PUTRAJAYA, Aug 11,2009 (Bernama) -- It is estimated that one out of eight Malaysians aged 30 years and above has diabetes, which amounts to over 1.6 million adults, based on the Third National Health and Morbidity Survey (NHMS) 2006.Director-General of Health Tan Sri Dr Mohd Ismail Merican said the prevalence of diabetes also showed a drastic increase of 80 per cent over a period of just 10 years, from 8.3 per cent in 1996 to 14.9 per cent in 2006 for the same age group.Even more worrying, he said, was that one third of those who had diabetes were undiagnosed, and were not aware of their condition.
PREVALENCE OF DM IN MALAYSIA NHMS I (1986) : 6.3%
NHMS II (1996) : 8.3%
NHMS III (2006) : 14.9% (1.6 m)
Now: > 20% (2 million)!!
(WHO- 2.48 million by 2030)
Diabetes Risk for developing various serious
health problems that may affect: HeartsHearts Eyes Eyes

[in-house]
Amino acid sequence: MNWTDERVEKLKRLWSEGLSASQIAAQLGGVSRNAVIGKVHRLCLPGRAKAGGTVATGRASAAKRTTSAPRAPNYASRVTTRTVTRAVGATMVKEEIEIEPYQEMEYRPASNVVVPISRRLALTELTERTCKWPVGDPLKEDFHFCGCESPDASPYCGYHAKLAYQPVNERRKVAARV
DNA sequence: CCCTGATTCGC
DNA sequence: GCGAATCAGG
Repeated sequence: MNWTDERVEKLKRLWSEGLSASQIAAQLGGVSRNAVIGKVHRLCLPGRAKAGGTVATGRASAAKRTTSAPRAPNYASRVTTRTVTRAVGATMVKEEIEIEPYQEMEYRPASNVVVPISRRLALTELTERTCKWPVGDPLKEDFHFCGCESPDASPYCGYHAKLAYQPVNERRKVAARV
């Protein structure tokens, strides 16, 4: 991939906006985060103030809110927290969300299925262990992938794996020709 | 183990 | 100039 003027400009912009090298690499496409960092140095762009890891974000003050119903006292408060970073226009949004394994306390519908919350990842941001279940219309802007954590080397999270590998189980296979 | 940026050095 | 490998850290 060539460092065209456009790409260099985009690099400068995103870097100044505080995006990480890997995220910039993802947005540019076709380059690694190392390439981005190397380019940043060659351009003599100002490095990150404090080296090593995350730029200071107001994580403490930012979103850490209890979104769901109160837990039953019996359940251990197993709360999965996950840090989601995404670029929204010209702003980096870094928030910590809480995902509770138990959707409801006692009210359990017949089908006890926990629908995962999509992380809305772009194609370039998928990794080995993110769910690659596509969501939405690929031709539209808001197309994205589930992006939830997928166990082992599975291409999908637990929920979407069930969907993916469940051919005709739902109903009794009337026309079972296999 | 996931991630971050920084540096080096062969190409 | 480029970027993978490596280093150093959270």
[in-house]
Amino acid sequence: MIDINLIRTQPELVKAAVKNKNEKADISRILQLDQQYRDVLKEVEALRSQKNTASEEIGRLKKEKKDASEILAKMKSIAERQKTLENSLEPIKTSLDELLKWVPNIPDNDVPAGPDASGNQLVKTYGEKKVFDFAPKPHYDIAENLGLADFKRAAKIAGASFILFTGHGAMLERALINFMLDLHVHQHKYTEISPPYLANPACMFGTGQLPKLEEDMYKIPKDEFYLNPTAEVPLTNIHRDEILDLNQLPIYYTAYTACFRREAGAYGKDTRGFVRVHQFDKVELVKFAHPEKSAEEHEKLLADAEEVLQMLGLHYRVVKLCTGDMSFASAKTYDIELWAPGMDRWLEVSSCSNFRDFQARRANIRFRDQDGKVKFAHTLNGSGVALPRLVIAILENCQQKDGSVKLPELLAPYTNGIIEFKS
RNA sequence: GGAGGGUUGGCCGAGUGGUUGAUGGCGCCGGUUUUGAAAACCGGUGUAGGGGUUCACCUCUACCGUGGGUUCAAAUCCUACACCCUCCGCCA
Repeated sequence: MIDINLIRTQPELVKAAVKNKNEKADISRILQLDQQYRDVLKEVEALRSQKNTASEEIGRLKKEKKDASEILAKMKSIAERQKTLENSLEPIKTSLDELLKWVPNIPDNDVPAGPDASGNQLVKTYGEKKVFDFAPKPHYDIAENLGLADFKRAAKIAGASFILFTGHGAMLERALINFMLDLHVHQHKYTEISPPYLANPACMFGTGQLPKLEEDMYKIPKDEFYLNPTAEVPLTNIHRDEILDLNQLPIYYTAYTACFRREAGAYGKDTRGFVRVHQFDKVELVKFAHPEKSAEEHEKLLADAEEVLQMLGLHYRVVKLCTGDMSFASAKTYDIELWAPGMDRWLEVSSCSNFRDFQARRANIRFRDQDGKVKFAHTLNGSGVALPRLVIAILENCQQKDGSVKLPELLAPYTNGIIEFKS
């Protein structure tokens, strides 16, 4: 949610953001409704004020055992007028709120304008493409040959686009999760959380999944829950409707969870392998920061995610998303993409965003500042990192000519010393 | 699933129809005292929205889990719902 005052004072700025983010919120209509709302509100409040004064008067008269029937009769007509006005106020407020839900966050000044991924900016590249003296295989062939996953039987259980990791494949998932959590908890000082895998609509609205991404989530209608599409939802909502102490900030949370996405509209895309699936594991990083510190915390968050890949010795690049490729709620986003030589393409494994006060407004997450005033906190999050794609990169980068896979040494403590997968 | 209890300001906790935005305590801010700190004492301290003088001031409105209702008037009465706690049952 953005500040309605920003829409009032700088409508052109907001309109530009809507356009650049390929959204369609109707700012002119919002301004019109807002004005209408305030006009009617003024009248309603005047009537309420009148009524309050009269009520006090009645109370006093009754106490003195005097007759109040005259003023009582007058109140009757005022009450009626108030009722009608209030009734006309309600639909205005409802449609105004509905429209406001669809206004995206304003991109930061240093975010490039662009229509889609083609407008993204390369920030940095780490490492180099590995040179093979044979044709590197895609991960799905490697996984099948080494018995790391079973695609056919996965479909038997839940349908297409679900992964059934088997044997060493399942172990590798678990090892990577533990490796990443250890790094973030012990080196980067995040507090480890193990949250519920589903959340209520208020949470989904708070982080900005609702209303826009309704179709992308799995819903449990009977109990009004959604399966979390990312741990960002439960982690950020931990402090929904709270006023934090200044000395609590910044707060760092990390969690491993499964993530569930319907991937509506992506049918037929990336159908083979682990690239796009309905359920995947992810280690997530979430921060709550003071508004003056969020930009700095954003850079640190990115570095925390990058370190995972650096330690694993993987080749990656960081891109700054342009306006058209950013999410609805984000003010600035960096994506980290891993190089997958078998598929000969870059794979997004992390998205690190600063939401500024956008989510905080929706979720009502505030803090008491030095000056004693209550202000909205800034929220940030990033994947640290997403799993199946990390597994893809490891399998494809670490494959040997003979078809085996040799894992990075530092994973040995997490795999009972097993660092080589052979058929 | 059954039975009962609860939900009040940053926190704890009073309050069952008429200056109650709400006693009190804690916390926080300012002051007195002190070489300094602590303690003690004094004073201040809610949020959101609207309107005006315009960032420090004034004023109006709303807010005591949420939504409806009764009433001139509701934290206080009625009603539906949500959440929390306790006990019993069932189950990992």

Kidneys Kidneys PregnancyPregnancy
NerveNerve Sexual functionSexual function
Skin and feet-----> ulcers and Skin and feet-----> ulcers and infectioninfection
Foot ulceration is one of the most common complications in patients with diabetes.
The most common cause of admission to hospital for people with diabetes.
Shorten life expectance and increased mortality
Facts about diabetic foot Facts about diabetic foot ulcerulcer Diabetic ulcer account for 85% of non-traumatic lower extremity amputation.
Diabetic patients is 15x more likely to undergo lower extremity amputation.
3%-4% of diabetes patients have foot ulcer or deep infection at any time.
12% - 24% of diabetes patients with foot ulcer require amputation.
3 -5 year risk of needing contra-lateral amputation is 50%
Estimated every 30 (20) seconds a lower limb is lost to diabetes.
3 -5 year risk of needing contra-lateral amputation is 50%
• 69% of diabetic amputees will not survive past five years (2004).